Litmus test or lightning rod?
This chapter considers two popular explanations for the vote by the British public in June
2016 to leave the EU.
The first is that the vote reflects the concerns of more ‘authoritarian’, socially conservative voters about the social consequences of EU membership – and especially about immigration.
The second is that the vote was occasioned by general public disenchantment with politics.
The chapter suggests that the first of these two provides the better explanation. The EU referendum can therefore be characterised as a litmus test of the merits of the EU project, and perhaps of globalisation more generally, rather than as a lightning rod for wider political discontent.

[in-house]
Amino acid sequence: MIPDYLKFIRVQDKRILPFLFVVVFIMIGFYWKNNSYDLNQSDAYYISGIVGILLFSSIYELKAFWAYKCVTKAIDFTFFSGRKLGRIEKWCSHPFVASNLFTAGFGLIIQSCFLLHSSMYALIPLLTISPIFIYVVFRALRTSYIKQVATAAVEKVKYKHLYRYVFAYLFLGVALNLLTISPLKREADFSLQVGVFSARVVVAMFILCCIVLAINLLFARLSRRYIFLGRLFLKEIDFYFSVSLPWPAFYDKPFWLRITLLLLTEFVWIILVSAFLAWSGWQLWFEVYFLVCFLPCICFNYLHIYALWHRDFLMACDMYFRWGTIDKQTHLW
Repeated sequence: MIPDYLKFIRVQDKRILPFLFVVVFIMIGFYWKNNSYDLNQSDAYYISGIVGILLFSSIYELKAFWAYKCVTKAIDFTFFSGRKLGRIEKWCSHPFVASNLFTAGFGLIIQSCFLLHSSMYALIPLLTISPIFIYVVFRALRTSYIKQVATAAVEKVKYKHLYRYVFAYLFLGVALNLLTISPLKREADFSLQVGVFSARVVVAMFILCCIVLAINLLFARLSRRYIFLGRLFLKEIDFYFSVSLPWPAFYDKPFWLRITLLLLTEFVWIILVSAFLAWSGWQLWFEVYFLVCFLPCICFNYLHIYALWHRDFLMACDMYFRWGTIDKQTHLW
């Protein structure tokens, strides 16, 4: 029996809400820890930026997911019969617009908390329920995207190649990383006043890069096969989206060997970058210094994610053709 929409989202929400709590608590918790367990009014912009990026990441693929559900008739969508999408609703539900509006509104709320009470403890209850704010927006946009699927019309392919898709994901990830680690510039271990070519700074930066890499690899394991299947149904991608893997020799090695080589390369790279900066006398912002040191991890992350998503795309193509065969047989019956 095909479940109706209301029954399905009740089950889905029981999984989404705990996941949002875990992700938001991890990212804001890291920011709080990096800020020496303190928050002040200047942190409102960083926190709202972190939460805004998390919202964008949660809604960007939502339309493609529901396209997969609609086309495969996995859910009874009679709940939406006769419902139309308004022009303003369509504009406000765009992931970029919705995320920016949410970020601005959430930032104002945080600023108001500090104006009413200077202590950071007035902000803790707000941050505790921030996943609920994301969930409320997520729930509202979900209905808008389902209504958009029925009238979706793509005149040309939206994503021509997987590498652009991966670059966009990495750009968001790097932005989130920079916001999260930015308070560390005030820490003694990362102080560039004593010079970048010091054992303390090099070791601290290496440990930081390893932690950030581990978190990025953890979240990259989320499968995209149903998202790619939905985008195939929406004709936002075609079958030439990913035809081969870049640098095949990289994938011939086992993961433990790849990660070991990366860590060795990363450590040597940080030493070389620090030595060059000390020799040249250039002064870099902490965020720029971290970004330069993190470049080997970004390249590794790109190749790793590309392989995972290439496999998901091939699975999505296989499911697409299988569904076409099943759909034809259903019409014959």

We are more Eurosceptic than ever, with long term trends in Euroscepticism continuing to
rise after the referendum in June 2016.
Post Brexit, Britain is more Eurosceptic than ever
Author: John Curtice, Research Consultant, The National Centre for Social Research, and Professor of Politics, University of Strathclyde
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